Eileen Shibley

Spotlight on the Candidates: IWV Airport Board of Directors

Rebecca Neipp

News Review Staff Writer

Eileen Shibley “I think Inyokern Airport has such untapped potential, and there are so many opportunities for the airport to serve this community and base — and vice versa. I want to be a part of that change.”

Although Eileen Shibley is not a member of the airport board, she is the chair of the committee that has been working for the last nine months to have the airport named as one of the six test sites to integrate unmanned systems into federal airspace.

When she and other board members of the China Lake Alliance heard about the Congressional directive to establish the sites, members considered airports all over the region. “One of the things that became clear after our mini analysis is that the capabilities were already in place to host a UAV community at IYK.”

She said that the effort has been well received by stakeholders and has garnered support from private industry leaders, as well as elected and military officials.

“Our philosophy is to look at this as a business venture. So we started by talking to the people building unmanned systems, and based on their feedback we think we are onto something,” said Shibley.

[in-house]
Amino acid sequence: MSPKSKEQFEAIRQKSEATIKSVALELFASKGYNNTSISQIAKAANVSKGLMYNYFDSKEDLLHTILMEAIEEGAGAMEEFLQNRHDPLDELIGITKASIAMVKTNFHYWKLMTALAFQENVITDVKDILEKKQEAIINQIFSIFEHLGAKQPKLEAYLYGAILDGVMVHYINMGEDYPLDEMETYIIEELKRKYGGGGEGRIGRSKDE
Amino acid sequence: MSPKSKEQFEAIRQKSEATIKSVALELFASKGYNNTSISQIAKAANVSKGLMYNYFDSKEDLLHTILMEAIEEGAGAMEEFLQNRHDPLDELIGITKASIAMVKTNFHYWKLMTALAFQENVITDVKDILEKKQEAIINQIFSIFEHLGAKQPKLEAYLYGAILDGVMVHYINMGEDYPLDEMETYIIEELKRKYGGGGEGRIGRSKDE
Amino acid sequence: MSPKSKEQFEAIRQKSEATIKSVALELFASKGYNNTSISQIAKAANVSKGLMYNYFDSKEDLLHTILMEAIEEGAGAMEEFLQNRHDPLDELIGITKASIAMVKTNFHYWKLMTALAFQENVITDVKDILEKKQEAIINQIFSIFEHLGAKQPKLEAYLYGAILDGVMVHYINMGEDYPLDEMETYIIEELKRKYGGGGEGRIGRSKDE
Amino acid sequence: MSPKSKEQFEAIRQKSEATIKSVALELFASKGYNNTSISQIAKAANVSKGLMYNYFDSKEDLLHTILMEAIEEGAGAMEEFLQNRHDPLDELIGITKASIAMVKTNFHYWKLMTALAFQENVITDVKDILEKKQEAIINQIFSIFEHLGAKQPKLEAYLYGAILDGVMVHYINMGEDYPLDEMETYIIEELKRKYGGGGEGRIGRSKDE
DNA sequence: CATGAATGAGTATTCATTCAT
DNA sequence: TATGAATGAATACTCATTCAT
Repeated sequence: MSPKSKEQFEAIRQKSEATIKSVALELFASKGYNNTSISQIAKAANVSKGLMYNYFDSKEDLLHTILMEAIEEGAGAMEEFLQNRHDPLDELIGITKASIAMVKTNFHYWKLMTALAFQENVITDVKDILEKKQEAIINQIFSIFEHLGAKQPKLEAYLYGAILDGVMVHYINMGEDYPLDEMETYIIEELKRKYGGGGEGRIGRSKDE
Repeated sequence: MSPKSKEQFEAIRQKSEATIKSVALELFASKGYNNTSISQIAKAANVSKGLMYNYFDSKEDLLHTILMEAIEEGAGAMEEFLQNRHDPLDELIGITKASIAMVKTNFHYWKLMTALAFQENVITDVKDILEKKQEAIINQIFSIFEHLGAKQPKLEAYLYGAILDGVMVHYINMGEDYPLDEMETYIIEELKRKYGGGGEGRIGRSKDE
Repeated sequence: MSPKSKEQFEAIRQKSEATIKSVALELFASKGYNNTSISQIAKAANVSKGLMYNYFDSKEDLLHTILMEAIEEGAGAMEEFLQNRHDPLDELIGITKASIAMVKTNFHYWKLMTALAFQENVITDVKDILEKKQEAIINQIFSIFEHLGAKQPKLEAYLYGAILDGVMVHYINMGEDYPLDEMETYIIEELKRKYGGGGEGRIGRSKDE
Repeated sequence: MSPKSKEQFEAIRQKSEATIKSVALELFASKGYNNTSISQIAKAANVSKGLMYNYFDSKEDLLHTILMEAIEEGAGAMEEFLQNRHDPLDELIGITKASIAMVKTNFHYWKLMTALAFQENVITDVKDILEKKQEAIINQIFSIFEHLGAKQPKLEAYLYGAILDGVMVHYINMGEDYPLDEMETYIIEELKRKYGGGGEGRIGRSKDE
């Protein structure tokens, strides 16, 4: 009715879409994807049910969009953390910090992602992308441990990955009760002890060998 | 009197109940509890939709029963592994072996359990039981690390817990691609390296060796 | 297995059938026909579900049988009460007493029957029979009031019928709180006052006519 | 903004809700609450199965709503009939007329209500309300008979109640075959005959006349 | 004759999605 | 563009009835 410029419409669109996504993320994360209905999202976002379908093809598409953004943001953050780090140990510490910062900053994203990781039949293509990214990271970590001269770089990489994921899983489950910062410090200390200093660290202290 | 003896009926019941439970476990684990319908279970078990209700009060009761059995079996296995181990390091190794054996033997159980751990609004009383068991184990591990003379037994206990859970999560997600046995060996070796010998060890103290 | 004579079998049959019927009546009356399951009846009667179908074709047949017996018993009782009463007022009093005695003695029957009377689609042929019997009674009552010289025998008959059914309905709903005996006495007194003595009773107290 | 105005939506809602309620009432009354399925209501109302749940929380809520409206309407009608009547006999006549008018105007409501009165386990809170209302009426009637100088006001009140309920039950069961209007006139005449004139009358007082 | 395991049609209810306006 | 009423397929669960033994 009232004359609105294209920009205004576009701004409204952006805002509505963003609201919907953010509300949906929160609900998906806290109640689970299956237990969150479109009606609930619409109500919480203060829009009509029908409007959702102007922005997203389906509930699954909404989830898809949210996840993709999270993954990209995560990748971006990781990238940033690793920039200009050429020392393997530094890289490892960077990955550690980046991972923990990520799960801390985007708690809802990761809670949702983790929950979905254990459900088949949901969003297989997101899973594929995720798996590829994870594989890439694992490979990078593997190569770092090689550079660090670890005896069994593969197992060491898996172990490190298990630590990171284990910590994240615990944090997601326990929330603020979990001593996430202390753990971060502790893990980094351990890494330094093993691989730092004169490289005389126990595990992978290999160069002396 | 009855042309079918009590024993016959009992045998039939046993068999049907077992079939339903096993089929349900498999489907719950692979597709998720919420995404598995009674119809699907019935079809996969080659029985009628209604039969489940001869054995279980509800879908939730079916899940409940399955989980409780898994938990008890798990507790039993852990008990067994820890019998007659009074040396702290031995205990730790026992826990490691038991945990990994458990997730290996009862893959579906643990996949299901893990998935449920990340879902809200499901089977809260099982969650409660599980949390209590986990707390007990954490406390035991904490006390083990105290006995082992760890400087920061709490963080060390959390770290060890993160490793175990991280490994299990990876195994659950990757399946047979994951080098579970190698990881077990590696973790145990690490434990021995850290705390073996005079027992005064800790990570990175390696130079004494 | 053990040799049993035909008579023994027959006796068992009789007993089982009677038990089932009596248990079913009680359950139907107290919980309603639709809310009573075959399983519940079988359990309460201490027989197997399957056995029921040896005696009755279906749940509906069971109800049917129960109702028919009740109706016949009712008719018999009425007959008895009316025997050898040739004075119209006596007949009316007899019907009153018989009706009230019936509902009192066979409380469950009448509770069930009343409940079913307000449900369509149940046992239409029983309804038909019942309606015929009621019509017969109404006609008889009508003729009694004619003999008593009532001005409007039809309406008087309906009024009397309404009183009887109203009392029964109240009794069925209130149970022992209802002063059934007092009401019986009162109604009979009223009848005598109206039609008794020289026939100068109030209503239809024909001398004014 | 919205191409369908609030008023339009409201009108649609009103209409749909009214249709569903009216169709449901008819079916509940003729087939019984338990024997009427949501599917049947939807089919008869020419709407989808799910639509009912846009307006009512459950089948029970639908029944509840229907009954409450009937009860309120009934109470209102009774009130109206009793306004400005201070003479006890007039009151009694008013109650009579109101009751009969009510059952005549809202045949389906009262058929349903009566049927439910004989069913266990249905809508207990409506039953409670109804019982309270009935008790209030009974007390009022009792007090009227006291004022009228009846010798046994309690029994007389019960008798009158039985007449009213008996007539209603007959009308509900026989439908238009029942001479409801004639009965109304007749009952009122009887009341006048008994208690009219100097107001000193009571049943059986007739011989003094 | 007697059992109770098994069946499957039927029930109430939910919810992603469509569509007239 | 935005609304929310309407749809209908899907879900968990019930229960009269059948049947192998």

“There is no doubt in my mind that IYK is a hidden secret that people are just starting to get a better understanding of and appreciation for. Tapping into that will lead to better business for IYK and also a stronger economy in the Indian Wells Valley.”

She credited the existing board and manager not only for the current effort to grow IYK, but also for their foresight in bringing it to the point where it could sustain such an operation.

“So many positive things have happened in the last five years or so — and they deserve recognition for being the agents of that change.”

She said her background in managing the business and marketing aspects of technology gives her a unique set of skills.

“These endeavors are best approached with an entrepreneurial spirit. You have to see the art of the possible before you can go out and attract business. You have to identify what makes your location valuable and recruit industry that is a good match. You have to be a good listener and a good communicator.

“Perhaps most importantly, you have to love change. I don’t think we ever want to settle into the status quo, or we end up missing opportunities. We need to jump in with both feet and run in the direction that technology is taking us.”

One specific accomplishment she shared was putting together the elements of modeling and simulation with testing and evaluation to launch the Integrated Battlespace Arena. “This is still a showpiece on the base.”

That led to other opportunities, including leading a national effort to network facilities of Pax River, Point Mugu and China Lake.

“I don’t have a strong aviation background, but in a way that’s a positive. We have boardmembers who can help us represent the current interests at IYK. But we need to broaden that perspective and look at technologies and procedures that improve service to the entire community,” she said.

“I am really excited to be a part of something that is bigger than me, and I know IYK will play as critical a role in our future as it has in our history.”

Story First Published: 2012-10-03